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Making plays late to win: 10 Takeaways from Celtics-Pacers

Ime Udoka tweaked the closing group and Boston got a needed home win

NBA: Indiana Pacers at Boston Celtics David Butler II-USA TODAY Sports

1. Jaylen Brown was the main offensive engine that drove the Boston Celtics to an overtime win over the Indiana Pacers. Brown finished with 26 points, 15 rebounds and six assists. Most impressive? Zero turnovers for Brown.

This is great patience from Brown to open the overtime scoring. He uses his speed to get into the paint, but then his craft to get the defense off-balance before dropping in the shot:

On the next trip, this was a good stop-and-pop floater. Brown uses his size, skill and athleticism perfectly to get this bucket:

On a night where many Celtics couldn’t get their shots to fall, Brown kept Boston’s offense competitive.

2. Robert Williams got love from his teammates and coaches for an All-Defense nod. When a guy blocks the same shot twice, once with each hand, it’s hard to argue with those sentiments:

Williams also cleaned up a lot of messes around the basket. He finished with six offensive boards on the game, including this really loud putback:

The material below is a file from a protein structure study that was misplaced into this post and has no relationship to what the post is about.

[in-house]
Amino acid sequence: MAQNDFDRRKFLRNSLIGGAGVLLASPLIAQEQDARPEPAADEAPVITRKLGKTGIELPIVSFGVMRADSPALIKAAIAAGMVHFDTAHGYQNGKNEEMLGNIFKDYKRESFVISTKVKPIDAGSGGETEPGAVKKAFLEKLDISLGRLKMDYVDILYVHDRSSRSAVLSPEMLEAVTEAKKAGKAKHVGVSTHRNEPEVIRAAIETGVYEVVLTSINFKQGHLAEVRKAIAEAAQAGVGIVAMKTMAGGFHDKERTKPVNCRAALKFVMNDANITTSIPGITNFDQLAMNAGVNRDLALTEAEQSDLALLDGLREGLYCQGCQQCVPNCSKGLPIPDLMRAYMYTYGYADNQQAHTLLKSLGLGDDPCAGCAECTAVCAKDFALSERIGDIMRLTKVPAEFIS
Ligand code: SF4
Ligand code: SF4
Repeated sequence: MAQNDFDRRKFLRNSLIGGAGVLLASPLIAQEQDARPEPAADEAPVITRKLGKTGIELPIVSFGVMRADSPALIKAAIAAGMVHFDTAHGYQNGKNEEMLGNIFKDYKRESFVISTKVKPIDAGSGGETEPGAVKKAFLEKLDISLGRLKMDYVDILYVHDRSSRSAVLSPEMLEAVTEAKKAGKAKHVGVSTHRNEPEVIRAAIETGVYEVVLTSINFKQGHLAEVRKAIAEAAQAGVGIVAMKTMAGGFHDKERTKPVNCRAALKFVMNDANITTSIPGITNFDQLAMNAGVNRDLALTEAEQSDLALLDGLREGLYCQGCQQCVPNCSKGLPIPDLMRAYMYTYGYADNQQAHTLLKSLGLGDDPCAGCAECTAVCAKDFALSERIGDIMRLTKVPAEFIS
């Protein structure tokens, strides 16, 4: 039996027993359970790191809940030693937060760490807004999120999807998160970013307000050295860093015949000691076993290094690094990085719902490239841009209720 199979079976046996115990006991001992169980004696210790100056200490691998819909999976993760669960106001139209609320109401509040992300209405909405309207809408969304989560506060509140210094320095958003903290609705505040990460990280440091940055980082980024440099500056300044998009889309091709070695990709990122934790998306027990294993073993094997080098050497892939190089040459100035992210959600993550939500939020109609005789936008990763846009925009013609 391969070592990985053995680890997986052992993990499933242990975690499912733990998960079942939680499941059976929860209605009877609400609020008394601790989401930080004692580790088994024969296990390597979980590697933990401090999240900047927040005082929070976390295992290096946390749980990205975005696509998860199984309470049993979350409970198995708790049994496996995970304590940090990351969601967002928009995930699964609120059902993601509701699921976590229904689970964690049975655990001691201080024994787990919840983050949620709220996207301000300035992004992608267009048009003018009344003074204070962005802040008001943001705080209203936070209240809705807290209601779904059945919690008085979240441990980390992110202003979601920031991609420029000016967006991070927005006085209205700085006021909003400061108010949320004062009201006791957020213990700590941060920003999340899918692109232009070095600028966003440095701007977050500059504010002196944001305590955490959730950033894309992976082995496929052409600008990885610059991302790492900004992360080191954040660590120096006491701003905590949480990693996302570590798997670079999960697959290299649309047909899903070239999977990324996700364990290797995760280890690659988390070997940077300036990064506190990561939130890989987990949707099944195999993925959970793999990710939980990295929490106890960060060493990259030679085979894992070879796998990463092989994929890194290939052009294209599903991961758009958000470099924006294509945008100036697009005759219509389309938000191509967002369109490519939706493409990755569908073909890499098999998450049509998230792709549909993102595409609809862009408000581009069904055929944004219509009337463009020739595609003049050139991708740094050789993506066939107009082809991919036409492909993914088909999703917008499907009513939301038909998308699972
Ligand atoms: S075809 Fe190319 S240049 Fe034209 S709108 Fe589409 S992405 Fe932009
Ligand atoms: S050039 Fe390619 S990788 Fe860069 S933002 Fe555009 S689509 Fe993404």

Then, in overtime, Williams did this. Look where he starts the play. Williams is guarding the weakside corner. He knows Oshae Brissett isn’t passing the ball when he drives and Williams comes across the lane for the huge block:

3. Enes Freedom was a big part of keeping the Boston offense going in the first half. Like Robert Williams, he did some of it by cleaning up for his teammates:

This is good pick-and-roll play. Because Domantas Sabonis has switched out onto Jayson Tatum, Freedom has a small in the paint. Tatum makes a good read and Freedom does a nice job of keeping the ball high for the easy layup:

Indiana went with one big for a lot of the second half, so Freedom’s impact was limited to the first half. But with the Celtics offense scuffling, Freedom gave them a lift when they badly needed it.

4. This one is short and simple: 20 turnovers are a ridiculous number of giveaways. The only reason Boston won is because Indiana is bad, and they also coughed it up 20 times.

The main issue for the Celtics with turnovers? They are very careless ones and often completely unforced. Against a good team, it’s nearly impossible to win when you throw the ball away 20 times.

5. It was a poor shooting night from Jayson Tatum, but he didn’t keep launching from deep. Tatum was 10-for-11 from the free throw line and made several plays at the rim. This is something we want more of. Tatum takes the smaller defender into the post. Grant Williams delivers a nice pass from a difficult post-entry angle. And then Tatum powers through contact for the and-1:

Of course, the jumper was there was Tatum needed it most:

In overtime, this is a good example of Tatum using his size and skill together. He gets into the paint for the easy jumper over the smaller defender: